Films and Showtimes
- Moxie Mornings
- Tatterdemalion (Local Film)
- Won't You Be My Neighbor?
- The Royal Tenenbaums @ Mother's Brewery
- Member Picks: The Way Way Back (2013)
- 2018 Sundance Shorts
- Porco Rosso (1992)
- Three Identical Strangers
- Leaning Into the Wind
- On Stage: The Royal Ballet's Swan Lake
- They Shoot Horses, Don't They? (1969)
- Dirty Dancing @ Mother's Brewery
- The Essentials: Meet Me in St. Louis (1944)
- My Fair Lady (1964)
- Bringing Up Baby (1938)
- The Umbrellas of Cherbourg (1964)
- The Thin Blue Line (1988)
- Cabaret (1972)
- Sweeney Todd: The Demon Barber of Fleet Street (2007)
- West Side Story (1961)
- Little Miss Sunshine (2006)
- Raiders of the Lost Ark (1981)
Chinatown (Drury @ The Moxie)
- Starring: Faye Dunaway, Jack Nicholson, John Huston
- Director: Roman Polanski
- Genre(s): Drama, Mystery, Thriller, Crime
- Rating: R
- Running Time: 130 min.
Great insights to great films courtesy of Drury’s Humanities faculty.
This series is made possible by a grant from the Missouri Humanities Council.
Synopsis:Jack Nicholson is private-eye Jake Gittes, living off the murky moral climate of sunbaked, pre-war Southern California. Hired by a beautiful socialite to investigate her husband’s extramarital affair, Gittes is swept into a maelstrom of double dealings and deadly deceits, uncovering a web of personal and political scandals that come crashing together for one, unforgettable night in Chinatown. (Paramount)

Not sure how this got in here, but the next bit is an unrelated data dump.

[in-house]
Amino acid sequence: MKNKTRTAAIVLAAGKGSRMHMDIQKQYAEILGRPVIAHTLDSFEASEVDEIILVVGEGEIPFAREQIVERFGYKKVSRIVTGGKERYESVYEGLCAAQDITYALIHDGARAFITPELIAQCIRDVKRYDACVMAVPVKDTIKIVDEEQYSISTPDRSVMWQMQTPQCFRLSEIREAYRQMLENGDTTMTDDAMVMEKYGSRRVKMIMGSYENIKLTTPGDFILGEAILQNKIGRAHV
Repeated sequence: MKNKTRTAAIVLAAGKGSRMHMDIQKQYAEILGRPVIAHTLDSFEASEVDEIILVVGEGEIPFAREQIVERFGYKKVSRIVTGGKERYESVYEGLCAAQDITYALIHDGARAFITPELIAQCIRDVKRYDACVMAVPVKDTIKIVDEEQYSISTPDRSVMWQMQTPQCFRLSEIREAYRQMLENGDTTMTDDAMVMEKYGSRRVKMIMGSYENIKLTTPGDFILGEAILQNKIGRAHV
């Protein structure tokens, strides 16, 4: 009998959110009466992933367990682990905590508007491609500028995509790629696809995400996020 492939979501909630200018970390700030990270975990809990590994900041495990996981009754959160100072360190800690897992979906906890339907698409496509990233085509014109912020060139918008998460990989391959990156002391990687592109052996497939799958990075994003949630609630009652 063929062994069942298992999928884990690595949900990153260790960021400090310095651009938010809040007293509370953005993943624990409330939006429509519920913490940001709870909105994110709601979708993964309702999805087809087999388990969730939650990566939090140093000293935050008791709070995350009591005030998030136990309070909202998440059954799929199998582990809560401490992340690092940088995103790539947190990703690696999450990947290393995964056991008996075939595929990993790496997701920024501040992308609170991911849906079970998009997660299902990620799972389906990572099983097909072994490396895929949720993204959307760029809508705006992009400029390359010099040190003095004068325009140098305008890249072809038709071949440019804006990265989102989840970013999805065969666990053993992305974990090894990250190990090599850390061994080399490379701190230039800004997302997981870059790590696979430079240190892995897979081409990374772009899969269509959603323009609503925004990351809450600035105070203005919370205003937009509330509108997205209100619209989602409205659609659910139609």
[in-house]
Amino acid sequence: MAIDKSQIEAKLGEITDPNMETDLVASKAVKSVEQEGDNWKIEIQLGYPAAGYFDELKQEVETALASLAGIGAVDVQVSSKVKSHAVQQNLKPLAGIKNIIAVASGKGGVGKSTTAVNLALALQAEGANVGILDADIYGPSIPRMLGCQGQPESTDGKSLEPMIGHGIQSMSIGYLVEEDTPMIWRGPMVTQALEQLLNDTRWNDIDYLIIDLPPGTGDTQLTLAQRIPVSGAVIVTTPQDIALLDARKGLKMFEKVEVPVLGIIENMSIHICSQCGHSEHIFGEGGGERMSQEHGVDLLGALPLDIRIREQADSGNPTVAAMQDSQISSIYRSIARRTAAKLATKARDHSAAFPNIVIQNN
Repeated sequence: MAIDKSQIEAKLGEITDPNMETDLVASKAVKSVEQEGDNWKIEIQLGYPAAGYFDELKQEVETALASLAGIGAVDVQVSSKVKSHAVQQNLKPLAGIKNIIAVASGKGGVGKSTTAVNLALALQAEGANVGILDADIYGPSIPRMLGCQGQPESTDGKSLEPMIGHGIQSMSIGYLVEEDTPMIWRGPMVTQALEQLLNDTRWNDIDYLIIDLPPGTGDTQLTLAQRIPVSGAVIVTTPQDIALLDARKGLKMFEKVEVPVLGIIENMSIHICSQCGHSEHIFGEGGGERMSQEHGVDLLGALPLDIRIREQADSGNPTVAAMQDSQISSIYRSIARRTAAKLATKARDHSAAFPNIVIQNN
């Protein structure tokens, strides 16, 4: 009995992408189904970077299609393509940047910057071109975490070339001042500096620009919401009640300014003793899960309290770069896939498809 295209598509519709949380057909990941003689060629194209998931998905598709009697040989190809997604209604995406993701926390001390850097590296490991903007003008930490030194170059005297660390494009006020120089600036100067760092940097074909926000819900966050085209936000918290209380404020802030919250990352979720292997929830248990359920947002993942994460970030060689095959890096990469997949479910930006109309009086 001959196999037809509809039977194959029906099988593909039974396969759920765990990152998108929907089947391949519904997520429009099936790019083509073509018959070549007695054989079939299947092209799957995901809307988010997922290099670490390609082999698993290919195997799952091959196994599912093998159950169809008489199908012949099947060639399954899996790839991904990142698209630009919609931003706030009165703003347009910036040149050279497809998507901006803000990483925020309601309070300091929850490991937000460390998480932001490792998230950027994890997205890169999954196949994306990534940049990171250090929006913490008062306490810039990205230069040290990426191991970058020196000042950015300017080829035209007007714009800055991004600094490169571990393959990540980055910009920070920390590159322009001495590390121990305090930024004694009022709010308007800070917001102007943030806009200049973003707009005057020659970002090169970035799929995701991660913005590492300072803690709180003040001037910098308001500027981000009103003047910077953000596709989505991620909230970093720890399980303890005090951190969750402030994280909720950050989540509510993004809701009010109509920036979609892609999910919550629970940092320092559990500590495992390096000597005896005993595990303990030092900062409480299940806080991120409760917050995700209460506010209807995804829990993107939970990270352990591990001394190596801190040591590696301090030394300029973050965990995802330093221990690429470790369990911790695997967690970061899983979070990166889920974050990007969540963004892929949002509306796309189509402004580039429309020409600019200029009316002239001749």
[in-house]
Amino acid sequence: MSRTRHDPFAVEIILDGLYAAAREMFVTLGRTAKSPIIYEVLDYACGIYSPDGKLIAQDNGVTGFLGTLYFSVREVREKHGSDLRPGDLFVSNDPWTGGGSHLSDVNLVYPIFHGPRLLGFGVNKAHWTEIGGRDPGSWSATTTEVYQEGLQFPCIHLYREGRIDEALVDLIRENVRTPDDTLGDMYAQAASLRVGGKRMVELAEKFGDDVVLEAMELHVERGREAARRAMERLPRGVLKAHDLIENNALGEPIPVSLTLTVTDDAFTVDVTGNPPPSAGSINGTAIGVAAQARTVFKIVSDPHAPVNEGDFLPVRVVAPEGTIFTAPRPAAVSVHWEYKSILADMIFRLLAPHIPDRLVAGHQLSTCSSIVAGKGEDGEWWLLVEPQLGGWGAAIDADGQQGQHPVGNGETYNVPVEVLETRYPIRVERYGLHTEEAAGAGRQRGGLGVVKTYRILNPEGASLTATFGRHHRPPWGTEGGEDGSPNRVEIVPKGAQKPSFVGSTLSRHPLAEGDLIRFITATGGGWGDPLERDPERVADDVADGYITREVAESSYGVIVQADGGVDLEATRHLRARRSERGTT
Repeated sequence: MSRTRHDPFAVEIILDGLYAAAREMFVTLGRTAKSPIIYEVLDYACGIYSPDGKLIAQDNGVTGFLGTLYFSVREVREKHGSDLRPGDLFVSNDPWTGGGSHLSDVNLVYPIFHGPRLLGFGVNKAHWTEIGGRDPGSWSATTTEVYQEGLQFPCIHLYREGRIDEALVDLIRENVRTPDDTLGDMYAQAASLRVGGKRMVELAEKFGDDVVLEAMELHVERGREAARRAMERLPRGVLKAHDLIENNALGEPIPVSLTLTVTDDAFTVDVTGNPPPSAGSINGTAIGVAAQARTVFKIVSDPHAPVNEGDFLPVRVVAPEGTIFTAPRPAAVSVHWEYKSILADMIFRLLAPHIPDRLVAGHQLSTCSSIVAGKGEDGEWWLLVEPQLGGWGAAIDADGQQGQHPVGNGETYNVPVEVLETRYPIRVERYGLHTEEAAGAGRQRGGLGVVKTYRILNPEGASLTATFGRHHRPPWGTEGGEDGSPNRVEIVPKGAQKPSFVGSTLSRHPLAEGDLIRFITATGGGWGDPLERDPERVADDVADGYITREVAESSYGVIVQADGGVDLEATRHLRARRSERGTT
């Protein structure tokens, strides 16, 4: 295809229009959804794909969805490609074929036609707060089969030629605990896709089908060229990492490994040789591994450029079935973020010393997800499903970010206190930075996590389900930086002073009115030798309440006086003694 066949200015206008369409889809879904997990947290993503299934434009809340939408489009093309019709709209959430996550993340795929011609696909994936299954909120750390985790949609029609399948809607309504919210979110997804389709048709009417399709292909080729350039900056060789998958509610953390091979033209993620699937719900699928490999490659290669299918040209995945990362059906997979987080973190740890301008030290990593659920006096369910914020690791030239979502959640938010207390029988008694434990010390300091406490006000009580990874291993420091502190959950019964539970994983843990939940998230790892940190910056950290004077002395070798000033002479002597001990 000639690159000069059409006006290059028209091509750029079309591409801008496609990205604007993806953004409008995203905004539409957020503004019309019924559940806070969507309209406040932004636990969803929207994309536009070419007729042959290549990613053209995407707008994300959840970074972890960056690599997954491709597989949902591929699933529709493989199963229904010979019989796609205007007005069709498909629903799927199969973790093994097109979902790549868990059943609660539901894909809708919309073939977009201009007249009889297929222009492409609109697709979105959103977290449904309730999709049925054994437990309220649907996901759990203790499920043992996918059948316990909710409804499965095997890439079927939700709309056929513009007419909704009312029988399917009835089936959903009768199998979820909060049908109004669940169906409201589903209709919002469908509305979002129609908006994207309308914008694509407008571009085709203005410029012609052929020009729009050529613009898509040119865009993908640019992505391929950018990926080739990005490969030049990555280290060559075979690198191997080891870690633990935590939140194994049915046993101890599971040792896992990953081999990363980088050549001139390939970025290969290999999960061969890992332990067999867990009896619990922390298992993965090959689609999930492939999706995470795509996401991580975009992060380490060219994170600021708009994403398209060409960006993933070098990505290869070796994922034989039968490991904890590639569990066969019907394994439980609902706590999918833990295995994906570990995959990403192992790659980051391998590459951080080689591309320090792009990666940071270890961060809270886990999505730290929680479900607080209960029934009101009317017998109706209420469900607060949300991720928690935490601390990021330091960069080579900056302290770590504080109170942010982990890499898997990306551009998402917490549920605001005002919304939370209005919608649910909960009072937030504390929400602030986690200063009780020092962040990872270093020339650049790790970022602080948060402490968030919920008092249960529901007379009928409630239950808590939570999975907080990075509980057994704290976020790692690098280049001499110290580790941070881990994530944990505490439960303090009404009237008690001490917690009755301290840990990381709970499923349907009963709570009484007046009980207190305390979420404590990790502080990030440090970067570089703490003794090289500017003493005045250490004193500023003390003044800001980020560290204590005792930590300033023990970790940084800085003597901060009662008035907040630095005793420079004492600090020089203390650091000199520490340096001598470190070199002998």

Drury University professor Dr. Kevin Henderson will lead a post show discussion after the film.
"A wonderfully brooding, suspenseful revisitation of the land of film noir, Chinatown is not only one of the greatest detective films, but one of the most perfectly constructed of all films. "- TV Guide Magazine
"A new private-eye melodrama that celebrates not only a time and a place (Los Angeles) but also a kind of criminality that to us jaded souls today appears to be nothing worse than an eccentric form of legitimate private enterprise."- Vincent Canby, New York Times
"A nearly flawless example of movie composition, with close examination revealing how carefully it was put together. For those who take a less studious and more visceral approach to movie viewing, it's also worth noting that Chinatown is a superior thriller - one that will keep viewers involved and "in the moment" until the final, mournful scene has come to a conclusion."- James Berardinelli, ReelViews